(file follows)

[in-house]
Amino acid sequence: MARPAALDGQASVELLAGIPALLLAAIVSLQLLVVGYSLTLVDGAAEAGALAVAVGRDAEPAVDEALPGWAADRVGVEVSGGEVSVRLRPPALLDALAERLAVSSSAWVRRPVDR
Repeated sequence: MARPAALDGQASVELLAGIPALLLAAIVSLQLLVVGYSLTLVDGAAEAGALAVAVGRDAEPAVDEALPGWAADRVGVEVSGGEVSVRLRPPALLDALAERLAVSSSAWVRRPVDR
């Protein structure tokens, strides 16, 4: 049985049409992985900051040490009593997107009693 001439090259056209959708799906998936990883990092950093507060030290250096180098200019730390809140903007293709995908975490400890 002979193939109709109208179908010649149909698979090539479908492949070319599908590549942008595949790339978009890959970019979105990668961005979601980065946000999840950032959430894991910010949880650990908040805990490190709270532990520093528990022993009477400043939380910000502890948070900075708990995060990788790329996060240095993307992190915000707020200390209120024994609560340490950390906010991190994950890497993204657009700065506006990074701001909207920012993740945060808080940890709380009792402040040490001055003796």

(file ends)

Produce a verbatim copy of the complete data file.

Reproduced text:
[in-house]
Amino acid sequence: MARPAALDGQASVELLAGIPALLLAAIVSLQLLVVGYSLTLVDGAAEAGALAVAVGRDAEPAVDEALPGWAADRVGVEVSGGEVSVRLRPPALLDALAERLAVSSSAWVRRPVDR
Repeated sequence: MARPAALDGQASVELLAGIPALLLAAIVSLQLLVVGYSLTLVDGAAEAGALAVAVGRDAEPAVDEALPGWAADRVGVEVSGGEVSVRLRPPALLDALAERLAVSSSAWVRRPVDR
């Protein structure tokens, strides 16, 4: 049985049409992985900051040490009593997107009693 001439090259056209959708799906998936990883990092950093507060030290250096180098200019730390809140903007293709995908975490400890 002979193939109709109208179908010649149909698979090539479908492949070319599908590549942008595949790339978009890959970019979105990668961005979601980065946000999840950032959430894991910010949880650990908040805990490190709270532990520093528990022993009477400043939380910000502890948070900075708990995060990788790329996060240095993307992190915000707020200390209120024994609560340490950390906010991190994950890497993204657009700065506006990074701001909207920012993740945060808080940890709380009792402040040490001055003796």